• Keep dangerous objects and substances stored away safely, especially in the case of dementia or Alzheimer's.

In the Bathroom, with the Lead Pipe:

  • We can't say it enough: Large spaces for easy wheelchair maneuvering coupled with nonslip-textured surfaces are critical. Properly installed handrails and grab bars are a must as well (Luckily, designers are making these much more stylish nowadays). Easy-to-reach seats, ledges and toiletries are a plus.
  • Bathroom telephones and rounded counter edges can be a good idea, and it's also smart to enable someone to unlock the bathroom door from the outside.
  • This is another place heat can be a danger. As in the kitchen, install anti-scald devices on all faucets to prevent burns. The water controls (ones with one-lever handles are best) should be accessible from outside the shower.
  • Bidets can make things easier. So can handheld showerheads.

It's also important to keep in mind that different precautions are geared more toward some types of chronic conditions than others, but since aging is frequently linked to the onset of multiple chronic conditions, it can be a good idea to focus on planning for the worst-case scenario before it's at your doorstep.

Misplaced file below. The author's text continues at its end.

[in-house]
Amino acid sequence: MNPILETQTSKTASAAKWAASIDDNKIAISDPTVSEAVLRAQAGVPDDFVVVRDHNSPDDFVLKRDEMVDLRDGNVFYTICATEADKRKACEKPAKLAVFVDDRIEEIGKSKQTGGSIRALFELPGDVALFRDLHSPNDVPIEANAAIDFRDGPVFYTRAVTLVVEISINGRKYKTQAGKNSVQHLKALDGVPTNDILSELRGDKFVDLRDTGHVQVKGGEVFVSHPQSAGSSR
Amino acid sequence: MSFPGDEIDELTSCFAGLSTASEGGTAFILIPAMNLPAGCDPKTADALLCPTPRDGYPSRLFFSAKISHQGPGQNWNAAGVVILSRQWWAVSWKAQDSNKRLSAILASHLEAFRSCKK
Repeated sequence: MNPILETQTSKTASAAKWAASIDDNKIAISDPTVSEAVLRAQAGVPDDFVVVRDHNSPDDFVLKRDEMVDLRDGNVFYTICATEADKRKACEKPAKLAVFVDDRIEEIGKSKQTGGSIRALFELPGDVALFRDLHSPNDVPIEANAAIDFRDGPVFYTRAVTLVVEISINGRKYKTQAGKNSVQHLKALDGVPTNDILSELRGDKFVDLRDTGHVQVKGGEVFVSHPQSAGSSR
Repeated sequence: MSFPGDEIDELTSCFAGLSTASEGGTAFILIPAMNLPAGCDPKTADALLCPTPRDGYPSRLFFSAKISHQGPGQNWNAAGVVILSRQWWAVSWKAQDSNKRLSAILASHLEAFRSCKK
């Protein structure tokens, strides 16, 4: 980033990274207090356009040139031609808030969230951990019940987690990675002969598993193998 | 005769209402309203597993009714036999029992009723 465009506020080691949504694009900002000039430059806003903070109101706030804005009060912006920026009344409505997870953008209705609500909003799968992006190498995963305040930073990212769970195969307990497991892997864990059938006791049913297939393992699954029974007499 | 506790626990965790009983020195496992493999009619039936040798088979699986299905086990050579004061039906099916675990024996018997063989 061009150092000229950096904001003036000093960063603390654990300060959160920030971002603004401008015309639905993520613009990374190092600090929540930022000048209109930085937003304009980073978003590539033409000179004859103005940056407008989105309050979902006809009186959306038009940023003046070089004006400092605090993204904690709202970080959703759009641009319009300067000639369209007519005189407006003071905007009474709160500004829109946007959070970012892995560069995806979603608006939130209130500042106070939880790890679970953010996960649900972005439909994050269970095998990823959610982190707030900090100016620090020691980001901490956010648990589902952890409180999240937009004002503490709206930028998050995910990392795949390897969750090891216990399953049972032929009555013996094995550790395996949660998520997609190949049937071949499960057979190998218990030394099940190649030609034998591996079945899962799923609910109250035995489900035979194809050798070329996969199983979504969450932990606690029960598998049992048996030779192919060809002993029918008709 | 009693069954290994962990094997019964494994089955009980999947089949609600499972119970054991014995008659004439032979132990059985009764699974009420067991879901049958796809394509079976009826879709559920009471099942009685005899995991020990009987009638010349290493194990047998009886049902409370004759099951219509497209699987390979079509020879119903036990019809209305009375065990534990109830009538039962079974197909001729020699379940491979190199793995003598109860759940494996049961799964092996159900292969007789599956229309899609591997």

And speaking of doors, on the next page, we'll learn more about those and other parts of the house that can warrant a closer look if you're planning for in-home chronic care management.


Chronic Care Home Design Tips

I could've tripped on that horrible little throw rug and broke my hip!
I could've tripped on that horrible little throw rug and broke my hip!
Ralf Nau/Digital Vision/Getty Images

We've still got some more ground to cover if we're going to enable a home to be supportive of a chronic care patient. We hit some of the major rooms, but what about the spaces in between?

In the Hall, with the Wrench:


  • Some of the main pitfalls to avoid in this section are things that could cause someone to trip and fall. Items to keep a close eye out for are thresholds in doorways (especially if they are higher than half an inch or uneven), loose rugs and carpeting, as well as any clutter lying around. All flooring and steps throughout the house should be selected to decrease the chances of someone slipping. Hardwood floors are a good bet.